Blastocyst Injection of Wild Type Embryonic Stem Cells Induces Global Corrections in Mdx Mice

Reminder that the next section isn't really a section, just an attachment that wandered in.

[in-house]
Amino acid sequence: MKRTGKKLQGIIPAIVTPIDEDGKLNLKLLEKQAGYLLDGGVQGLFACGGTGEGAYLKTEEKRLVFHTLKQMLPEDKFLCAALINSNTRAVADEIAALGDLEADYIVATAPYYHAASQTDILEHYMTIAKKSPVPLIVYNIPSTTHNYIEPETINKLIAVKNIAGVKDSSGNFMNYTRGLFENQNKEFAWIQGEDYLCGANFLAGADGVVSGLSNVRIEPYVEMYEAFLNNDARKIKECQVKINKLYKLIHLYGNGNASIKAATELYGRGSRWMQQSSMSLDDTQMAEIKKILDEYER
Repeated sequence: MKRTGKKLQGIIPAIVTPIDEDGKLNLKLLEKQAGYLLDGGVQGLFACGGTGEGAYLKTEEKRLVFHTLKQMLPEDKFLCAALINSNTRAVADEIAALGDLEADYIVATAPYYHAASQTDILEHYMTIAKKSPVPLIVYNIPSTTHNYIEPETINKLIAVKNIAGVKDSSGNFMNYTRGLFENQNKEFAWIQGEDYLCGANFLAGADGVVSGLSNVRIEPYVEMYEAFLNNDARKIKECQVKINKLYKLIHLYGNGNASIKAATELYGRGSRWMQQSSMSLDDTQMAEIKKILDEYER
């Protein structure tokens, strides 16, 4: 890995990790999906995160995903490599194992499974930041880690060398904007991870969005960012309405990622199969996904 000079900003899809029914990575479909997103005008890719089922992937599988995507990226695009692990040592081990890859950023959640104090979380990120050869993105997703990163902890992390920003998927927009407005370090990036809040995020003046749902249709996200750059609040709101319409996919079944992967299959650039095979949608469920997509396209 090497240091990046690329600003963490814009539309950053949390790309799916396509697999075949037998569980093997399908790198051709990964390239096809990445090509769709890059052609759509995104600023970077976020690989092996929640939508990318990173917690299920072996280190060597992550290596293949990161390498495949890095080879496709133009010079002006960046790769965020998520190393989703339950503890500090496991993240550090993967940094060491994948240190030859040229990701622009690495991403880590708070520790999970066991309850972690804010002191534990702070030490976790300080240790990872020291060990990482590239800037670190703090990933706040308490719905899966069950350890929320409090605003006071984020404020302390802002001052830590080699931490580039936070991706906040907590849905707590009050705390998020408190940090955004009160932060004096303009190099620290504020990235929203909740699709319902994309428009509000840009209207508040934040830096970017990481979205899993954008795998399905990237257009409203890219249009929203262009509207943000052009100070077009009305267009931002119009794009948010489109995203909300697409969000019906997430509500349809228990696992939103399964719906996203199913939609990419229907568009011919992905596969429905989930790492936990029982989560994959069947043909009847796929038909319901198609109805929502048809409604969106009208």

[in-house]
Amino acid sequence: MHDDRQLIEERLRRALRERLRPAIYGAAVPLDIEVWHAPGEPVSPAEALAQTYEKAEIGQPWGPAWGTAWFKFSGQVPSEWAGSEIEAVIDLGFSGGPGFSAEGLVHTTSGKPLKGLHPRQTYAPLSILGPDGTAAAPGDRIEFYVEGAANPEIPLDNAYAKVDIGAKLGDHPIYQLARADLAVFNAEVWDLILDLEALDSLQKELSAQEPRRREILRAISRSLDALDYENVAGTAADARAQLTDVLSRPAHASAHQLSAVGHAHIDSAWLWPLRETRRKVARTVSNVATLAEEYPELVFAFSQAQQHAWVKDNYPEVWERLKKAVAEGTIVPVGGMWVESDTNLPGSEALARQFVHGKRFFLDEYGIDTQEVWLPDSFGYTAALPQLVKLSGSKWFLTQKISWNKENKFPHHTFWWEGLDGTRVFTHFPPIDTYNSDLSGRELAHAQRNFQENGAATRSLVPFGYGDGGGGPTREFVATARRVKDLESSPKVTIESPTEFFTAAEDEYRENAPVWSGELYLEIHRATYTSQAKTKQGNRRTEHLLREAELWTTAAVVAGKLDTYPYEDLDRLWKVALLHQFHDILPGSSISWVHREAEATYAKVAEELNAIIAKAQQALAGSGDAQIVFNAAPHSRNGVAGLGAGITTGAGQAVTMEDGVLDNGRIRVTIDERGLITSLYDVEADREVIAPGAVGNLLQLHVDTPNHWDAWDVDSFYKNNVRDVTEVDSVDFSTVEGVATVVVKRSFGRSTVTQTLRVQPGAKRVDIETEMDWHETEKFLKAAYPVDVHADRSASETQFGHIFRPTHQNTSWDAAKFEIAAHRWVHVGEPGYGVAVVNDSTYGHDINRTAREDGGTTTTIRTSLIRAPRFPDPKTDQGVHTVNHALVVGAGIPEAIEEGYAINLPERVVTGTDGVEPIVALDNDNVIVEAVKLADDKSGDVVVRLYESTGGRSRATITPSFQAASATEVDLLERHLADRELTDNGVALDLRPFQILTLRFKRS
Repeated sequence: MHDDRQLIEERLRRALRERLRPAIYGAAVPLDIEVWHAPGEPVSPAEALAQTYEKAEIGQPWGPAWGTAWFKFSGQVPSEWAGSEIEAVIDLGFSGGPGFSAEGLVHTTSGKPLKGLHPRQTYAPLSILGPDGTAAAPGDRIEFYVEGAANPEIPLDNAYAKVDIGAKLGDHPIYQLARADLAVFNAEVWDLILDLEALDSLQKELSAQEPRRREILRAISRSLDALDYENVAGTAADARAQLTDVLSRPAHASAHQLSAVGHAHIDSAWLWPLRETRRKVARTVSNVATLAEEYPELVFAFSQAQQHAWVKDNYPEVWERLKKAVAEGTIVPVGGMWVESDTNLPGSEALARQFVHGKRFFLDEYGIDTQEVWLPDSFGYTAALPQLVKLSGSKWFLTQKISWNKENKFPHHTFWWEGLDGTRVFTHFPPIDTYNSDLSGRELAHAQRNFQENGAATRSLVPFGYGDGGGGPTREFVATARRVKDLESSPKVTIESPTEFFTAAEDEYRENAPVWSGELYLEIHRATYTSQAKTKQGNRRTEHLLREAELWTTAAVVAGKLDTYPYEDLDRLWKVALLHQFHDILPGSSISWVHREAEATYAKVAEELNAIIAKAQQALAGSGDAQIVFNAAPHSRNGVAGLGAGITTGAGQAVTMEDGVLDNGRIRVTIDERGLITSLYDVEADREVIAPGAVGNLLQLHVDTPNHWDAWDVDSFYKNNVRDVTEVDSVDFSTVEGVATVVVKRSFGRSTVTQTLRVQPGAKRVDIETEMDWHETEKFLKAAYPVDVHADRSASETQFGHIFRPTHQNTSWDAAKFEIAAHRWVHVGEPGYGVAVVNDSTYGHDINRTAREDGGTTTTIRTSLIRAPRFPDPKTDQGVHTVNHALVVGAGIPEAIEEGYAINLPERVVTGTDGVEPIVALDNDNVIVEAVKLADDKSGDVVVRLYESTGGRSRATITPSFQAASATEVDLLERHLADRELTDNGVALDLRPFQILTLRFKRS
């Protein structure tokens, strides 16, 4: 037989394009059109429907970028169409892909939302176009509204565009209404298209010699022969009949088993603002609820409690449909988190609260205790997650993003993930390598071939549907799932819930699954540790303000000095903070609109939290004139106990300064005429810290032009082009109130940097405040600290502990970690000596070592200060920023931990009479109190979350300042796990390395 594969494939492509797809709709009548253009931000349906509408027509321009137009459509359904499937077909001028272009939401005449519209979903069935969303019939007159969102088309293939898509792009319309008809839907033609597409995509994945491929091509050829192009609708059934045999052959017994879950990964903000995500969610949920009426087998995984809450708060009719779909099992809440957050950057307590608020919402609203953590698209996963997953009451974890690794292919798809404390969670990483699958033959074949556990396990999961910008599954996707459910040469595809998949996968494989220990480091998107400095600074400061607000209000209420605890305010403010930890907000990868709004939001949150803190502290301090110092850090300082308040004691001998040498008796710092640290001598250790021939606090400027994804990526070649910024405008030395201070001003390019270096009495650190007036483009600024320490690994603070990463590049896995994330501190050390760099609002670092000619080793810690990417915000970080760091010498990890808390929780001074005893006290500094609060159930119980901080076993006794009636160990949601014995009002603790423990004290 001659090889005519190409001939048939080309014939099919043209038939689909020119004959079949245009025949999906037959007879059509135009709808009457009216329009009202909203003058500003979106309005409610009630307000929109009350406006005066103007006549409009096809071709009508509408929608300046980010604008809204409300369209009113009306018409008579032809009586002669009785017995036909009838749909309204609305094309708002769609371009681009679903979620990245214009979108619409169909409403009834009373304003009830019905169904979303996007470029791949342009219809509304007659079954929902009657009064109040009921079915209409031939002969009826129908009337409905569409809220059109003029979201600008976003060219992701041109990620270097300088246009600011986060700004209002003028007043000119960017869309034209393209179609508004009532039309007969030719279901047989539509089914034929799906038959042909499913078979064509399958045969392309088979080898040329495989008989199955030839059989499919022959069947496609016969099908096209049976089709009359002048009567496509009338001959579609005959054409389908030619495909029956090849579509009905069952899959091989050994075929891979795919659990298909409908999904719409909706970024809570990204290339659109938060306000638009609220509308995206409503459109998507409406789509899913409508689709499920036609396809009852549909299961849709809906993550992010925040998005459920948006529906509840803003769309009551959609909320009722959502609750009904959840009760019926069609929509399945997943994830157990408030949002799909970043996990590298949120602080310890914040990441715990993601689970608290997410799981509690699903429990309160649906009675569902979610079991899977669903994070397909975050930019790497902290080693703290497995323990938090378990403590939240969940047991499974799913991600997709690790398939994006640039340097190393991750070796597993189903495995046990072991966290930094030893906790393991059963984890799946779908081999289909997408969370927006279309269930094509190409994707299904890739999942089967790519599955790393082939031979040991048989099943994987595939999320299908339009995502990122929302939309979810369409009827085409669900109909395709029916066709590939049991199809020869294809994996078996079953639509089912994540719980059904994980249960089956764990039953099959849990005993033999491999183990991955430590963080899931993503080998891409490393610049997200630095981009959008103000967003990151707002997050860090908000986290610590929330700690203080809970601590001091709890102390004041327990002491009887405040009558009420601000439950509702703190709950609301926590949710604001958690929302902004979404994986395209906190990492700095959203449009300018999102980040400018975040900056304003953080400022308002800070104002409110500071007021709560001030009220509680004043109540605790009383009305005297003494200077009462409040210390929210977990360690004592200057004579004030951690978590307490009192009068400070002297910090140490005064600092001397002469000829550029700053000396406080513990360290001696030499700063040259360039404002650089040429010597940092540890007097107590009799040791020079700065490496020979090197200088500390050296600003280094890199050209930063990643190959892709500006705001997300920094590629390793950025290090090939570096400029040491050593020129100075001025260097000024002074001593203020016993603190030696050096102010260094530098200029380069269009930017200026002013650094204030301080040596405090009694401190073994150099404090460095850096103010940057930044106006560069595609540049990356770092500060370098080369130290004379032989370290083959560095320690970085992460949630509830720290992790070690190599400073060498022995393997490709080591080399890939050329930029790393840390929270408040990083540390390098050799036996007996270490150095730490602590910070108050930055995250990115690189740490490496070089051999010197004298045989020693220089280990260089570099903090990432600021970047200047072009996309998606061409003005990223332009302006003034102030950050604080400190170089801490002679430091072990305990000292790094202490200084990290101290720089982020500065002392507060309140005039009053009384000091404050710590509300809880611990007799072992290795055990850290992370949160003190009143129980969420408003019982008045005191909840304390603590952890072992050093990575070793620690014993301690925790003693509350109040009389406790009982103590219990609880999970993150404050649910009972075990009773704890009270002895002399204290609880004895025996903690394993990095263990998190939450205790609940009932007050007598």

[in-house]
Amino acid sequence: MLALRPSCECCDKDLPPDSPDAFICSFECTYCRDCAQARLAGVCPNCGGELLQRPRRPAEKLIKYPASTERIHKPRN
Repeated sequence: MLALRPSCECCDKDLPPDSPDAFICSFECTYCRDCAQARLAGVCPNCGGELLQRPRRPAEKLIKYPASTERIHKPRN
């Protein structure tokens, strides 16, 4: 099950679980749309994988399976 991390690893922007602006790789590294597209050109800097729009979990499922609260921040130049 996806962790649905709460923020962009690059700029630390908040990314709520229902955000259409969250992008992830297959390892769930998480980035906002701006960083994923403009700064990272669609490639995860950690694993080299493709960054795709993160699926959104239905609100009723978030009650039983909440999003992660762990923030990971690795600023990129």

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Duchenne muscular dystrophy (DMD) is an incurable neuromuscular degenerative disease, caused by a mutation in the dystrophin gene. Mdx mice recapitulate DMD features. Here we show that injection of wild-type (WT) embryonic stem cells (ESCs) into mdx blastocysts produces mice with improved pathology and function. A small fraction of WT ESCs incorporates into the mdx mouse nonuniformly to upregulate protein levels of dystrophin in the skeletal muscle. The chimeric muscle shows reduced regeneration and restores dystrobrevin, a dystrophin-related protein, in areas with high and with low dystrophin content. WT ESC injection increases the amount of fat in the chimeras to reach WT levels. ESC injection without dystrophin does not prevent the appearance of phenotypes in the skeletal muscle or in the fat. Thus, dystrophin supplied by the ESCs reverses disease in mdx mice globally in a dose-dependent manner.